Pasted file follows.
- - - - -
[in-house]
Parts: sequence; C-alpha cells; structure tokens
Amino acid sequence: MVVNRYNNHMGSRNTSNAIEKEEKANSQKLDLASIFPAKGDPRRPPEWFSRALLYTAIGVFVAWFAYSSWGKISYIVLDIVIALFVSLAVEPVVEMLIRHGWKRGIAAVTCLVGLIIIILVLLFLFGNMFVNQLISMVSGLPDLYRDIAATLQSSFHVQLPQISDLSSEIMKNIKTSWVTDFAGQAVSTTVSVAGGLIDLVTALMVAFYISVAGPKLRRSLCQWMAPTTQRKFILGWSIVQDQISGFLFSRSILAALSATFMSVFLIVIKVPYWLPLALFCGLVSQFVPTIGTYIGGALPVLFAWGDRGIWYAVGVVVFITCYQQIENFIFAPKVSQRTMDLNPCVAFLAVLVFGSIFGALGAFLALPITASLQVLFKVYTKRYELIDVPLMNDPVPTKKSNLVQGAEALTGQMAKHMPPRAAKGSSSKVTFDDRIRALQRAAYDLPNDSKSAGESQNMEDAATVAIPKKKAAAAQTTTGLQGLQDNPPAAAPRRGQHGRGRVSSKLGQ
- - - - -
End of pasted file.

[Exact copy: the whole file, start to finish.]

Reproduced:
[in-house]
Parts: sequence; C-alpha cells; structure tokens
Amino acid sequence: MVVNRYNNHMGSRNTSNAIEKEEKANSQKLDLASIFPAKGDPRRPPEWFSRALLYTAIGVFVAWFAYSSWGKISYIVLDIVIALFVSLAVEPVVEMLIRHGWKRGIAAVTCLVGLIIIILVLLFLFGNMFVNQLISMVSGLPDLYRDIAATLQSSFHVQLPQISDLSSEIMKNIKTSWVTDFAGQAVSTTVSVAGGLIDLVTALMVAFYISVAGPKLRRSLCQWMAPTTQRKFILGWSIVQDQISGFLFSRSILAALSATFMSVFLIVIKVPYWLPLALFCGLVSQFVPTIGTYIGGALPVLFAWGDRGIWYAVGVVVFITCYQQIENFIFAPKVSQRTMDLNPCVAFLAVLVFGSIFGALGAFLALPITASLQVLFKVYTKRYELIDVPLMNDPVPTKKSNLVQGAEALTGQMAKHMPPRAAKGSSSKVTFDDRIRALQRAAYDLPNDSKSAGESQNMEDAATVAIPKKKAAAAQTTTGLQGLQDNPPAAAPRRGQHGRGRVSSKLGQ